About Depression

An overview of depression risk factors, symptoms and treatment options

Depression is a common condition these days. Many of us experience it in varying degrees and fight with it on a regular basis. We have an arsenal of weapons to stave it off, ranging from exercise, meditation, spiritual practices, diet and other homeopathic strategies to prescription medication. What is important to know about this ailment is that it is not imagined: Depression is real and makes life very, very hard for some people. Understanding what depression is helps you know what coping strategies are best for you if you suffer from it.

What is depression?

In medical literature, depression is often described as an elevated sense of hopelessness or despair. It may become pervasive and affect every area of life. People suffering from depression tend to have less energy, have difficulty concentrating, feel uneasy or irritable for seemingly no reason and generally have difficulty getting up and going. Depression can be debilitating and serious.

What causes depression?

According to the National Institute of Mental Health, the exact cause of depression is unknown. Some studies indicate that depression may be hereditary. It may also be triggered by trauma, by extended periods of stress, by physical ailments that otherwise weaken the body or by another condition affecting brain chemistry such as alcoholism. Studies about depression have shown that, during the course of the illness, chemicals in the brain become imbalanced. Certain chemicals that maintain mood balance do not function as they should.

What about life factors?

We live in a world with increasing speed, increasing uncertainty and information overload. We are hit with literally thousands of advertisements a day. We worry, we hurry, we often neglect our health and we push hard when our bodies tell us not to. When we combine all of this with a chemical imbalance in the brain, considered the primary indication of depression, we often exacerbate an already unpleasant condition.

Anxiety and depression

Depression is often coupled with anxiety, creating a scared and nervous feeling in addition to depression-related feelings of sadness, discouragement and loneliness.

Symptoms of depression

The Anxiety Disorders Association of America states that a person is suffering from major depression if they experience five or more of these symptoms for a two-week or more period of time:

  • Persistent sad, anxious feelings; feelings of emptiness
  • Feelings of hopelessness, pessimism, negativity
  • Feelings of guilt, worthlessness, helplessness; not in control of anything
  • Loss of interest or pleasure in hobbies and activities, including sex; feeling lethargic
  • Decreased energy, fatigue, feeling like you are slowed down
  • Difficulty concentrating, remembering, making decisions, difficulty focusing
  • Insomnia or oversleeping, waking too early in the morning
  • Low appetite and weight loss, or overeating and weight gain
  • Thoughts of death or suicide, suicide attempts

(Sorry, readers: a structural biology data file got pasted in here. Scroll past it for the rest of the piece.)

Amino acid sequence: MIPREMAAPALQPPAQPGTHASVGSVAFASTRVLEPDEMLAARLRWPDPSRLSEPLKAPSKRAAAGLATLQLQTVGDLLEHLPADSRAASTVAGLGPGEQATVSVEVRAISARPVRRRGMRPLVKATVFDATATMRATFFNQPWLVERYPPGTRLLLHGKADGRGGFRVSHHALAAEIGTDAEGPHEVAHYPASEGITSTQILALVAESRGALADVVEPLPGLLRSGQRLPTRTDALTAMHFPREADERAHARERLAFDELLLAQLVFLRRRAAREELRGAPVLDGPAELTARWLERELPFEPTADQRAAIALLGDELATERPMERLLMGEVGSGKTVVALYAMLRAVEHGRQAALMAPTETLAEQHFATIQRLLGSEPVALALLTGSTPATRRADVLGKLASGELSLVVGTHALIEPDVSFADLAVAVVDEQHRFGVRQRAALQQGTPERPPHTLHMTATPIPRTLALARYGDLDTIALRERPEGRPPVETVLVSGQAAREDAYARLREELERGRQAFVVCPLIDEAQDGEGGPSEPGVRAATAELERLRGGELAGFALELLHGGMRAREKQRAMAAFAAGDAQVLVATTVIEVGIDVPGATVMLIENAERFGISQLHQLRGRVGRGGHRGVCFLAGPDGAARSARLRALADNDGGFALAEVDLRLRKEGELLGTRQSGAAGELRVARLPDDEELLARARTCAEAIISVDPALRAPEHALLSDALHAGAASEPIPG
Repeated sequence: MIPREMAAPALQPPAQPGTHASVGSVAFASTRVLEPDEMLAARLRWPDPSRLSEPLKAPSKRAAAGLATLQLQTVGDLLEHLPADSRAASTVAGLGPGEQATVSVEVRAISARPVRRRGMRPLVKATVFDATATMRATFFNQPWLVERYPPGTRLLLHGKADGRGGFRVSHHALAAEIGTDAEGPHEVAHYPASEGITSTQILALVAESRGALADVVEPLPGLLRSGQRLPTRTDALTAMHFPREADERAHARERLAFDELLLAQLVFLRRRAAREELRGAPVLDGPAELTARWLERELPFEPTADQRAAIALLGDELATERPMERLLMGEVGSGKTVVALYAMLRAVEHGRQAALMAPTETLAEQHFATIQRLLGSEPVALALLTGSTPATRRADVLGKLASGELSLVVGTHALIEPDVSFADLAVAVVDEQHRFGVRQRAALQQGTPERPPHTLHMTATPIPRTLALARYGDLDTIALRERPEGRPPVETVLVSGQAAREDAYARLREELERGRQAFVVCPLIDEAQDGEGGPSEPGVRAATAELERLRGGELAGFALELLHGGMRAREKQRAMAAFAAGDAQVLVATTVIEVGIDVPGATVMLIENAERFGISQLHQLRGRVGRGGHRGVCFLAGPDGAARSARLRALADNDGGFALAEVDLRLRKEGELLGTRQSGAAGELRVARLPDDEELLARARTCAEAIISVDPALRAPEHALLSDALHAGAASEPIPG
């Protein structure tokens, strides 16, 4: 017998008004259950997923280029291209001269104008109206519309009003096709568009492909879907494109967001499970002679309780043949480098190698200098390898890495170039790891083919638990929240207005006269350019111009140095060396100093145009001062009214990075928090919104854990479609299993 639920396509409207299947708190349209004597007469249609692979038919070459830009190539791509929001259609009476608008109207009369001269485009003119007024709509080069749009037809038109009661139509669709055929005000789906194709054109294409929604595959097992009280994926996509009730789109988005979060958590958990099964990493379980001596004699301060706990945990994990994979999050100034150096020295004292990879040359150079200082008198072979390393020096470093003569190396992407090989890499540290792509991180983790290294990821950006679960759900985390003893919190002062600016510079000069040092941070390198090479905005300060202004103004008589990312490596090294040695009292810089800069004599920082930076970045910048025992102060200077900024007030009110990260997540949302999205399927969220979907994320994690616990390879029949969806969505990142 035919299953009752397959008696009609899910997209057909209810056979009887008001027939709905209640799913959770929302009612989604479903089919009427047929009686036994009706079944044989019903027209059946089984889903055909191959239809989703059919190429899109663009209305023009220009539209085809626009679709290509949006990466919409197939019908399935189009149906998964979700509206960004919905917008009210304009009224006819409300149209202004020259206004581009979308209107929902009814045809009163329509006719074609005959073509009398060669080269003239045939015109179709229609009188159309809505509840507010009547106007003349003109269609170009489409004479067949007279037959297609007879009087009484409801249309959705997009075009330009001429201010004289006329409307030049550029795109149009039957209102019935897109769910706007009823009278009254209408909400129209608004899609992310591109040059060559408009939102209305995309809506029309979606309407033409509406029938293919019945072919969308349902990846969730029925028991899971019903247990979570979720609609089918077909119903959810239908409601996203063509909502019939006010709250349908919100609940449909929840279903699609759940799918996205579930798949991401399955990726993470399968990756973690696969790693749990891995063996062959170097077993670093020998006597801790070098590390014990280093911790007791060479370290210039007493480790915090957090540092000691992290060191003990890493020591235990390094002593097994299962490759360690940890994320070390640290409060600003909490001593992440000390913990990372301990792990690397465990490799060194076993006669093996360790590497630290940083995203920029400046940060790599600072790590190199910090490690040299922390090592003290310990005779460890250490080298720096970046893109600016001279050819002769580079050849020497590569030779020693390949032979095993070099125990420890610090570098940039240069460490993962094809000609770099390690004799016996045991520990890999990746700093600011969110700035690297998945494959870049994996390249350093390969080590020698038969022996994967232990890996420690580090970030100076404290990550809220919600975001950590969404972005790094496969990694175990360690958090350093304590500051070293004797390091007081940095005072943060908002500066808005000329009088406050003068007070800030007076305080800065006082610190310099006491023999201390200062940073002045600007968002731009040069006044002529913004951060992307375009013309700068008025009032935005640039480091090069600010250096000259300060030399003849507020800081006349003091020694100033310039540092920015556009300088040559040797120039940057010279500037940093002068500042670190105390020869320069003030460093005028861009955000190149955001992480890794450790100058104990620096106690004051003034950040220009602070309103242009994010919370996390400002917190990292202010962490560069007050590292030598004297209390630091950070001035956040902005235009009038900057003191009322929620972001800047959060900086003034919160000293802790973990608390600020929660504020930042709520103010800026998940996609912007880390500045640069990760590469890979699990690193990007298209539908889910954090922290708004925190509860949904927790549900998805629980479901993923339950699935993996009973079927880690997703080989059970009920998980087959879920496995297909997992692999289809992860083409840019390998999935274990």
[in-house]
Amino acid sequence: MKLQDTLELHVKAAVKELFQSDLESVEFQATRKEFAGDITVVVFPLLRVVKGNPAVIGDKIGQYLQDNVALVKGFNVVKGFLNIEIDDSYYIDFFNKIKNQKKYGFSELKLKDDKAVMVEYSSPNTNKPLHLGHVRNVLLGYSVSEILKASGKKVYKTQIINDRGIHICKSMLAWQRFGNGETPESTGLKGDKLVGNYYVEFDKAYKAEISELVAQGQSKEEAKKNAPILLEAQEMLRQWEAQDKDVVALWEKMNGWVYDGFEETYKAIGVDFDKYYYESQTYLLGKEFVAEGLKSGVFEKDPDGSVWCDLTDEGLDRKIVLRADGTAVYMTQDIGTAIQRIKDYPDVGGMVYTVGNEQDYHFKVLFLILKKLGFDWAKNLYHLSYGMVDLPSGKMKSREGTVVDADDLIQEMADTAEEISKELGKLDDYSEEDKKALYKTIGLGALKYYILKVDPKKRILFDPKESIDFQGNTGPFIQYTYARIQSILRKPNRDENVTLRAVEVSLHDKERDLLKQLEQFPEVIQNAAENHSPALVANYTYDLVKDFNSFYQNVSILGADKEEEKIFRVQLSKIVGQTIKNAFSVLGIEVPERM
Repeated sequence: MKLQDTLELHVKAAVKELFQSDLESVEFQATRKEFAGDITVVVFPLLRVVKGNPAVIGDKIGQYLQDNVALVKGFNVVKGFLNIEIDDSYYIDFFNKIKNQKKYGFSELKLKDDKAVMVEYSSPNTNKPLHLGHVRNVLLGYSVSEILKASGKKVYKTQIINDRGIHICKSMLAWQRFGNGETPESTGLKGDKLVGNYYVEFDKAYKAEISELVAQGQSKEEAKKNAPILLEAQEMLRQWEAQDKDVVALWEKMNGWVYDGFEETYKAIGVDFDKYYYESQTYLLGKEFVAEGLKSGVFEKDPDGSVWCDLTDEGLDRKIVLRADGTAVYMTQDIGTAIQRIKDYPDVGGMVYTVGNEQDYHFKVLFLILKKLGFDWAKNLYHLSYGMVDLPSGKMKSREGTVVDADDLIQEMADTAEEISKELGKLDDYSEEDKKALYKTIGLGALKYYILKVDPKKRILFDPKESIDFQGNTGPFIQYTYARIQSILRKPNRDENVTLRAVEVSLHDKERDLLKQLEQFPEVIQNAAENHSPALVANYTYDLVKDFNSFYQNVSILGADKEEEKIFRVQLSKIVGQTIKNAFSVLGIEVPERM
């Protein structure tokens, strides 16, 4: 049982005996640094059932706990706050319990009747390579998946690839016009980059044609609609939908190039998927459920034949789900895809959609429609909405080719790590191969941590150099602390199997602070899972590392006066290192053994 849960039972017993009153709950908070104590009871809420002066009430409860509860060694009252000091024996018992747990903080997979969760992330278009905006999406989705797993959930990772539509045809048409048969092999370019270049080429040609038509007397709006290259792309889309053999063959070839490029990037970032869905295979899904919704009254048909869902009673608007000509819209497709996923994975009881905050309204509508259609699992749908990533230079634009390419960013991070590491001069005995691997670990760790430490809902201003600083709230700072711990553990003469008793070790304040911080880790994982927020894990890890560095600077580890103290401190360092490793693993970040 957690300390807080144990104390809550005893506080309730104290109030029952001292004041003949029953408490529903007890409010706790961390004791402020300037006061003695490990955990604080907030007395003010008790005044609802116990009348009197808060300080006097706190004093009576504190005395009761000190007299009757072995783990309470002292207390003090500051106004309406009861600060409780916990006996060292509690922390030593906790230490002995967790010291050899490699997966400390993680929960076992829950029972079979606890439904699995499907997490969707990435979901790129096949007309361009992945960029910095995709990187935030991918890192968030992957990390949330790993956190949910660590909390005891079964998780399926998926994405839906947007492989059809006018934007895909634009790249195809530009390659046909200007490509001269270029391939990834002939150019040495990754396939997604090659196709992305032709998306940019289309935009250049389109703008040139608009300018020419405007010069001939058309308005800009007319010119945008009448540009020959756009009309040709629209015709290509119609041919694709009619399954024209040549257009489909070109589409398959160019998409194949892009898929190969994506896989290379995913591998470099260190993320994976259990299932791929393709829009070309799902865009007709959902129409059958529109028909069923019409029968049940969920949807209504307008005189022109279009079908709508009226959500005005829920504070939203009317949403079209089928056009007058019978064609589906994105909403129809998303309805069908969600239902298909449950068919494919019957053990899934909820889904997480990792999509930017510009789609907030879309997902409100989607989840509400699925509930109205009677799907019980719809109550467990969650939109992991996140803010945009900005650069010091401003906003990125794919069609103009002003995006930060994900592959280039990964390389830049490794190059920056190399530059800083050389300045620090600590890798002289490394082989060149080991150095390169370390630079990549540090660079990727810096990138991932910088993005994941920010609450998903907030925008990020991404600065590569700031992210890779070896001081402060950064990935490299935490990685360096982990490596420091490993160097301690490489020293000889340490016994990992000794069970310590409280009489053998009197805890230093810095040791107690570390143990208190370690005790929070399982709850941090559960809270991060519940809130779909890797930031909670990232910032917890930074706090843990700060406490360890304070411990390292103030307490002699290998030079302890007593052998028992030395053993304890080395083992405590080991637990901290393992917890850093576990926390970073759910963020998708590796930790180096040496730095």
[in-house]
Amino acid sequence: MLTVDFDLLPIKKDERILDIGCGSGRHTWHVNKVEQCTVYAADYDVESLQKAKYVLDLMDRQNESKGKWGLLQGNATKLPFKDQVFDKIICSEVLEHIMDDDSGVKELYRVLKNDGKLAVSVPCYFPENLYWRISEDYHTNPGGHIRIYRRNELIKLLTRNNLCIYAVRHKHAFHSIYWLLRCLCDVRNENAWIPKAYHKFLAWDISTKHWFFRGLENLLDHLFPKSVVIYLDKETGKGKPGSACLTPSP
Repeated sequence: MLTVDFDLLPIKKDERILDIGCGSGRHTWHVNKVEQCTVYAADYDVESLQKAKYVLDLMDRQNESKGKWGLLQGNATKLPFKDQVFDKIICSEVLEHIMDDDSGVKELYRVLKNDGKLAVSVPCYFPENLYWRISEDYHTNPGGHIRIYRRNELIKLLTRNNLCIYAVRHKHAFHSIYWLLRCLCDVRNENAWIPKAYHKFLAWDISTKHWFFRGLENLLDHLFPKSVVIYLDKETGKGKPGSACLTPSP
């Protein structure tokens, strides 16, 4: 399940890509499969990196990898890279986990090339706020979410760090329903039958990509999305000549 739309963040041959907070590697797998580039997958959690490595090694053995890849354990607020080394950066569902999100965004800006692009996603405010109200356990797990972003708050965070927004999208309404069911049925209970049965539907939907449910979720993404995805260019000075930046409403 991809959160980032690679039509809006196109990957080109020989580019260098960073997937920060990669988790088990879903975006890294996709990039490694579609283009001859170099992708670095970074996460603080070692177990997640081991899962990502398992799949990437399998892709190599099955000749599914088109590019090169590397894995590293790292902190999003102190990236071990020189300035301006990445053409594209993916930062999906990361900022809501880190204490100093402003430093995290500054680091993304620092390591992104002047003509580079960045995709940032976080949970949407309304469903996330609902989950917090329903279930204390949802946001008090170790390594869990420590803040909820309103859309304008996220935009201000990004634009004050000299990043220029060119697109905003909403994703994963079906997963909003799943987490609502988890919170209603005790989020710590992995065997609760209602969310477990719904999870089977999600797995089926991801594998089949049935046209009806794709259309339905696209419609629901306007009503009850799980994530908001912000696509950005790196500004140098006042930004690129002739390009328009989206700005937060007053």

• Restlessness, irritability; crabby for no reason
  • Lingering physical symptoms that do not respond to treatment, such as headaches, digestive problems and pain with no other diagnosis

Who does depression affect the most?

Research done by pharmaceutical manufacturer GlaxoSmithKline indicates these trends:

  • Women are twice as likely to suffer from depression, largely due to hormonal changes.
  • Men are less likely to become depressed but more likely to go untreated.
  • Seniors may become depressed, especially after losing their mate, but they often do not seek treatment.
  • Research on depression in children is on-going.

Recognizing childhood depression

Dr. Michael Sexton, a pediatric specialist, states that depression is uncommon in small children, affecting only about 3 percent of pre-teens. Also, children tend to exhibit irritability or anger as a sign of depression more than they display expressions of sadness. Depression in teens is higher and more closely resembles adult depression. It is estimated that depression may affect up to 10 percent of teens. Treatment options for teens are different than for adults because of the adverse effect of some medications on teens.

How long does depression last?

After beginning treatment, recovery takes time. There is no specific estimate: Recovery is an individual thing. Combining professional therapy and medication with a better diet, exercise and an effective stress management routine can shorten the amount of time medication is needed for some people.

Where do I go for help?

Have a depression chat with your physician and a counselor. Primary care physicians can prescribe medication and refer you to a depression clinician if needed. Work with a counselor to understand the contributing factors that are causing your depression.

If you are experiencing on-going depression, do no ignore it. It is serious but manageable with proper treatment. Take good care of yourself, and find a strategy that helps you overcome depression so you can enjoy your best possible quality of life.

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